Until recently, studies have examined the effects of energy density and portion size separately from each other and determined their effects on satiation (the processes involved in the termination of a meal) and satiety (the effects of a food or a meal after eating has ended). However, under free-living conditions, individuals have access to foods that vary simultaneously in both portion size and energy density; therefore, it is important to examine how these two factors interact to affect energy intake both within a single meal and on subsequent intake.

Because the energy density of food can have a significant effect on energy intake when portion sizes are similar, it is of interest to determine how the energy density of food influences intake when portion sizes are varied. The energy density of food may interact with or add to the effects of portion size on ad libitum intake. This was tested by serving women a casserole as an entrée in three different portion sizes (500, 700, and 900 g) and at two energy density levels [5.23 kJ/g (1.25 kcal/g) and 7.33 kJ/g (1.75 kcal/g)] (33). Both portion size and energy density had independent effects and therefore combined to effect energy intake. Thus, subjects consumed the most energy when served the largest portion of the higher-energy-dense entrée (2594 kJ; 620 kcal) compared with when served the smallest portion of the lower-energy-dense entrée (1665 kJ; 398 kcal). The ratings for hunger and fullness did not differ between these two conditions, despite a 56% difference in energy intake (Figure 1). Another study in which the additive effects of energy density and portion size were examined over 2 d showed that the effects persist beyond a single meal and that the large portions of higher-energy-dense foods had the greatest impact on energy intake (34). Thus, both in the short-term and over 2 d, the effects of portion size and energy density add together to influence ad libitum intake, or satiation.


Mean ± SEM energy intakes by energy density and portion size (n = 39). The figure illustrates their combined effects on energy intake (in kilojoules). Planned comparisons between the smallest portion of the lowest-energy-dense condition and the largest portion of the highest-energy-dense condition showed significant differences in intake (P < 0.0001). Reprinted with permission from reference 33.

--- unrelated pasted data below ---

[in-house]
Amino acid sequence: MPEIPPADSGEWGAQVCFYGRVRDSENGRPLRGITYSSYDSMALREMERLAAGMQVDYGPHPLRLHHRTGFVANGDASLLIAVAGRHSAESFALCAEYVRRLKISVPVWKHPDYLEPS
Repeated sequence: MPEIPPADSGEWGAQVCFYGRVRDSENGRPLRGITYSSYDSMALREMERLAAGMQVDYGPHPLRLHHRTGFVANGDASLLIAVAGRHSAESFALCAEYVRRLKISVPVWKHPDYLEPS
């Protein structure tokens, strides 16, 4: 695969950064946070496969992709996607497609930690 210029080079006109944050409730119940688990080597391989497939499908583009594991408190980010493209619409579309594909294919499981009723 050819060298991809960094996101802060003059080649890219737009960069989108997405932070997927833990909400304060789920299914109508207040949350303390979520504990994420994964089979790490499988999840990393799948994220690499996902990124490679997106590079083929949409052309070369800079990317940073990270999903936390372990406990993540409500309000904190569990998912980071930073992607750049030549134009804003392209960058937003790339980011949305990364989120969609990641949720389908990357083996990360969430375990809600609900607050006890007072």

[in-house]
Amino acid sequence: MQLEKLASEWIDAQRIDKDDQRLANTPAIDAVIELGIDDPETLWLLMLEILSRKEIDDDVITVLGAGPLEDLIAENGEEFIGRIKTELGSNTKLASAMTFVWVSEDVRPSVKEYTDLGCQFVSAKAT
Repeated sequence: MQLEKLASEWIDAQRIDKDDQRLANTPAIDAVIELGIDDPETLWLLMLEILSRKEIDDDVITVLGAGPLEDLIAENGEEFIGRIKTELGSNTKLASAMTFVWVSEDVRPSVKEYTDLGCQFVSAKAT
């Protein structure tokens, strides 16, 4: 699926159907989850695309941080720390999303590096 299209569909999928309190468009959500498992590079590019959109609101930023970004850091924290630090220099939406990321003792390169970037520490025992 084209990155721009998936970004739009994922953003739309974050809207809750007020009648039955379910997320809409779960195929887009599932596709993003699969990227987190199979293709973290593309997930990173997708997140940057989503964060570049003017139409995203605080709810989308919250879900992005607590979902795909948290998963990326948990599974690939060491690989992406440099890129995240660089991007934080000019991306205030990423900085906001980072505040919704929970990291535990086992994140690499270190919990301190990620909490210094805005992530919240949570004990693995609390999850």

For foods that are low in energy density, satisfying portions can be encouraged, because they produce fullness while adding little energy. A recent controlled study showed that consuming a large portion of a food low in energy density can even displace energy intake at the rest of the meal (27). On different days, subjects were required to consume a first course salad, which was varied in portion size (150 and 300 g) and energy density (1.38, 2.80, and 5.56 kJ/g; 0.33, 0.67, and 1.33 kcal/g); the first course was followed by a main course of pasta that was consumed ad libitum. Energy intake for the entire meal was minimized when subjects ate the large portion of the low-energy-dense salad as a first course; furthermore, when the meal included this salad, energy intake was less than when the meal was eaten with no salad at all (Figure 2). Although subjects consumed significantly less energy at the meal with the large low-energy-dense salad, they felt just as full as when they consumed the meals with the other large salads. Consuming a low-energy-dense broth-based soup as a first course has also been found to reduce overall meal intake (35). Thus, the experimental evidence shows that using the effects of both the portion size and energy density of foods is effective in maintaining satiety and reducing energy intake in the short term.


Mean ± SEM meal energy intake after consumption of compulsory first course salads that differed in portion size (in grams) and energy density (in kilojoules per gram). Difference in meal intake compared with consuming no salad: *P < 0.05; ***P < 0.0001. Reprinted with permission from reference 27.

These studies indicate that energy density and portion size work together to influence energy intake and satiety (Table 1). The findings suggest several different strategies that can help to lower energy intake and increase satiety. When choosing entrées to be consumed ad libitum, reductions in both energy density and portion size can significantly decrease energy intake while maintaining fullness. Conversely, when choosing a first course, the greatest enhancement of satiety and reduction in overall meal intake was seen with large portions of foods low in energy density, such as salad or soup. Simple strategies to lower the energy density of meals involve reducing fat and adding water-rich foods, such as soups, vegetables, and fruits (36, 37).